What effect on audiences this nuanced portrait will have is unclear. As Anthony Swofford, the former Marine sniper and Gulf war memoirist (Jarhead), observes in describing the effects of supposed anti-Vietnam war films his fellow marines viewed before going to Iraq:
"There is talk that many Vietnam films are anti-war, that the message is war is inhumane and look what happens when you train young American men to fight and kill, they turn their fighting and killing everywhere, they ignore their targets and desecrate the entire country...But actually, Vietnam films are all pro-war, no matter what the supposed message..." Would-be soldiers, he says, "...watch these same films and are excited by them, because the magic brutality of the films celebrates the terrible and despicable beauty of their fighting skills. Fight, rape, war, pillage burn. Filmic images are pornography for the military man...getting him ready for his real First Fuck."
Hurt Locker may be intended to provide its audience with a complex message: we should support the troops even if we don't know why they are fighting and some of them are crazy, because we need those people at times, even if Iraq wasn't the time or place. A tough one to digest. Far easier to appreciate as military porn for the high school kids in the audience who might end up keeping unemployment rates down by signing up.
Israel's military assault in Gaza has led to what can only be called a massacre in which so far more than 1200 Gazans have died, while Israel has suffered 10 deaths, several of which have come from "friendly" fire.
According to official Israeli sources, during the entire period 2002-2008 prior to the current Israeli invasion, less than 25 Israelis have died from Hamas' rockets and no more than 1 during the six months prior to the end of the ceasefire which was occasioned by a November 4 Israeli raid which killed one Palestinian. B'Tselem, the Israeli human rights organization, has calculated that Israeli raids and aerial attacks have killed 2,700 Palestinians during the same period.
It's hard to escape the view that Israel has wildly overreacted to Hamas' actions. By the standards of international law, Israel has committed a war of aggression and war crimes. Hamas' rocket attacks also are war crimes, but their minimal consequences never constituted a threat to the existence of the state of Israel and therefore could not legally justify Israel's response. Moreover, it is now known that Israel had been planning military intervention months before the end of the recent cease-fire. Since 2007 Israel had been blockading Gaza and destroying any hope for its economy and jeopardizing the health of its 1.5 million residents.
I come from a secular Jewish family that never had a significant Jewish ethnic identity expressed in conversations or responses to the news. My parents emigrated to the United States around 1910 and had no known relatives who died in Nazi concentration camps or were killed in other actions directed against Jews as Jews. I cannot recall a single conversation regarding the state of Israel during the time, prior to 1964, when I lived at home and thereafter. At the same time I did feel good, despite not being a Dodger fan, that Sandy Koufax was considered one of the greatest pitchers in the history of baseball.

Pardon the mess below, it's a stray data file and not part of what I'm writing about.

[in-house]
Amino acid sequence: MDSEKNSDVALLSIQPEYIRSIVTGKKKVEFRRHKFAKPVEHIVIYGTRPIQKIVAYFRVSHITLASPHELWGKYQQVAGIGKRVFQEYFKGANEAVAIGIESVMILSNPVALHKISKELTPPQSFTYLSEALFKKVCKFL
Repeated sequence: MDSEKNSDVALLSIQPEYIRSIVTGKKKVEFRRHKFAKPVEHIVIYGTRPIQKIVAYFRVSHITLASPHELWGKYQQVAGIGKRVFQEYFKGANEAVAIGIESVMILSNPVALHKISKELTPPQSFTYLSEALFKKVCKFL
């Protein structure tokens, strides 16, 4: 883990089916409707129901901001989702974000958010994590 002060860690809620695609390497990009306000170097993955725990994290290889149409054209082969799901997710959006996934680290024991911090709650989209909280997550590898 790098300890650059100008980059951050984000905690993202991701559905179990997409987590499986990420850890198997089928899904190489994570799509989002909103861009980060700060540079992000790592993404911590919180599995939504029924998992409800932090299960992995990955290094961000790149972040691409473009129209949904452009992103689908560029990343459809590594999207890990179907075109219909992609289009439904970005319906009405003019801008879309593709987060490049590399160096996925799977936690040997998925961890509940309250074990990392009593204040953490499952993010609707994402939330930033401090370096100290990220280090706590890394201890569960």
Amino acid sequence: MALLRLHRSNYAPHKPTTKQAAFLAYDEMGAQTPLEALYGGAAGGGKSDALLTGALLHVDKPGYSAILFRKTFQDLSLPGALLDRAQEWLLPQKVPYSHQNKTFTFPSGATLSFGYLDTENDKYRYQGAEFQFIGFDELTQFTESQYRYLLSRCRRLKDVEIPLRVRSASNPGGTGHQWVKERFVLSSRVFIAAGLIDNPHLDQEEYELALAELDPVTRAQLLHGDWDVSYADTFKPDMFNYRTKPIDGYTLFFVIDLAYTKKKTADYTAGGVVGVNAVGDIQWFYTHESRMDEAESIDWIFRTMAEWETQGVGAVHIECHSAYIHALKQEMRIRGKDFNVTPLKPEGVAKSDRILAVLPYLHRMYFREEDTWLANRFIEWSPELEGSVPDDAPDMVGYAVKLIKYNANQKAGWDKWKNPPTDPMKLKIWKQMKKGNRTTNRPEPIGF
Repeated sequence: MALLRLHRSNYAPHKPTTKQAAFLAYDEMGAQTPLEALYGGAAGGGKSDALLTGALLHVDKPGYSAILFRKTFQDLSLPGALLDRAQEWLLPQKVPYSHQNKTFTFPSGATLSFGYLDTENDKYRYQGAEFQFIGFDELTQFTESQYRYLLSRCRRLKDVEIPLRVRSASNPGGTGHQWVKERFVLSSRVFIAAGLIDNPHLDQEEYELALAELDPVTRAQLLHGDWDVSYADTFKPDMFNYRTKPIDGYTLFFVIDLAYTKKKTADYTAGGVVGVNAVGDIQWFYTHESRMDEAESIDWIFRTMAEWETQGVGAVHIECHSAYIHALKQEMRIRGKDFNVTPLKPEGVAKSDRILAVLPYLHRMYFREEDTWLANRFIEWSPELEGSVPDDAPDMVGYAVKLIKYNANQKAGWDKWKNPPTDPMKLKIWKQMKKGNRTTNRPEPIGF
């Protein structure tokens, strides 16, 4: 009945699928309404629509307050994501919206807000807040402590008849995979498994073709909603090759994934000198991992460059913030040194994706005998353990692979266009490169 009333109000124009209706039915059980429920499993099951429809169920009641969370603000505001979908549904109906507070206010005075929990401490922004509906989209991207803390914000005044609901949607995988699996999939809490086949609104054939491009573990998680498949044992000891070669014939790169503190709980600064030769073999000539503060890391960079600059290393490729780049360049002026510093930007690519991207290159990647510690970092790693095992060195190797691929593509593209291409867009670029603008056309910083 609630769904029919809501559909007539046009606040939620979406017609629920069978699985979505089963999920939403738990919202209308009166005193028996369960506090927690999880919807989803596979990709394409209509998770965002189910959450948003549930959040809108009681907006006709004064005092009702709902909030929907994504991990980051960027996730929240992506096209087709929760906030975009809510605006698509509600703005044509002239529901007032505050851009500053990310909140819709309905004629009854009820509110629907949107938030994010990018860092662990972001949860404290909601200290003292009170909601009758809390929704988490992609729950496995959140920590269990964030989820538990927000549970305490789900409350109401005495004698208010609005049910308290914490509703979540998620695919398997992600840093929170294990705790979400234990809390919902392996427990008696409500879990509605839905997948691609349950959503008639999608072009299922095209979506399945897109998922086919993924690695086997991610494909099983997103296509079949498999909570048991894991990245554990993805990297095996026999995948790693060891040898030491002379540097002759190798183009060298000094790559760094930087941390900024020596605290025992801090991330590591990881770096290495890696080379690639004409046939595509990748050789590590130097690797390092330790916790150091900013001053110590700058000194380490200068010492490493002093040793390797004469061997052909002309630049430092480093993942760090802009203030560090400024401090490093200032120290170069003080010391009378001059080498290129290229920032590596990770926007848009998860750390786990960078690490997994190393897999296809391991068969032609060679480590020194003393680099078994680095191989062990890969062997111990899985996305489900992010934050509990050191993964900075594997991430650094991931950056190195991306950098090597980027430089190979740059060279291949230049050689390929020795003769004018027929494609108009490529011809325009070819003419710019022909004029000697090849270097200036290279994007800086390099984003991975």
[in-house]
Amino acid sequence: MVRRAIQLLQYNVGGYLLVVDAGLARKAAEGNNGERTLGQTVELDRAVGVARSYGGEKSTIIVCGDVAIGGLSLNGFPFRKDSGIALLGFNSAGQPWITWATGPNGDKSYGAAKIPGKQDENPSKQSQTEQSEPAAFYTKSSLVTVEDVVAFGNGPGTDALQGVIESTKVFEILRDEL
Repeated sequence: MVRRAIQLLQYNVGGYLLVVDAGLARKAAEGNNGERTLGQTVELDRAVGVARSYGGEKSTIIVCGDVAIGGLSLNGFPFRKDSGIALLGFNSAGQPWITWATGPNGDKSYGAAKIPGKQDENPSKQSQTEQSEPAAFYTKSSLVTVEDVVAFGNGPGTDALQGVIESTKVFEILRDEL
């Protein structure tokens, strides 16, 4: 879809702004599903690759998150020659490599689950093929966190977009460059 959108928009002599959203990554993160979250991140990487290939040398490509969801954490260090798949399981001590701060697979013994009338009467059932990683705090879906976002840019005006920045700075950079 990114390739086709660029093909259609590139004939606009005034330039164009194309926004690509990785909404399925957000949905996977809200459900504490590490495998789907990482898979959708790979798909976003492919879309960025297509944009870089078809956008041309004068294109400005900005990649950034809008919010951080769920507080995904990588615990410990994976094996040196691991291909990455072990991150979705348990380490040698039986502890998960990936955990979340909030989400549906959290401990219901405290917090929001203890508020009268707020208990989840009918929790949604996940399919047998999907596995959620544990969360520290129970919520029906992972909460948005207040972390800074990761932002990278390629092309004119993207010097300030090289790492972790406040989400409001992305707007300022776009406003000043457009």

I feel my background frees me from having to cope with powerful emotional sentiments towards Israel when evaluating it as a state.On the other hand, to some friends and acquaintances, and certainly to many religious or ethnically-identified Jews, it discredits me when I strongly criticize Israel's actions and even question its moral legitimacy---which is not the same thing as its undeniable existence now and in the future. I can understand this argument, but don't accept it because I can't honor emotional reasoning as a way of making sense of the world.
Emotional reasoning involves believing feelings are facts, i.e., if I feel something strong enough it must be true. To me, feelings can be guides to truth or falsehood and have no evidential value in themselves.
For many years I had little interest in Israel and that fed my ignorance of its history. I believed the conflict with the Palestinians to be too complicated to resolve and there was right on both sides---two people who had been victimized by others (i.e,Turks, the British, Germans) fighting each other in perpetuity.
I visited Israel in 1975, spontaneously and without advance preparation. I stayed on a Kibbutz for a short time and visited Tel- Aviv and Jerusalem. I found the trip fascinating, but found myself getting into endless arguments with Israelis when I took a neutral position on their conflict with the Palestinians. The 1973 war with Egypt had ended fairly recently and the country still had a siege mentality. I also had to explain why Nixon was impeached as Israelis seemed to have a love affair with him despite his anti-Semitism, about which they knew nothing.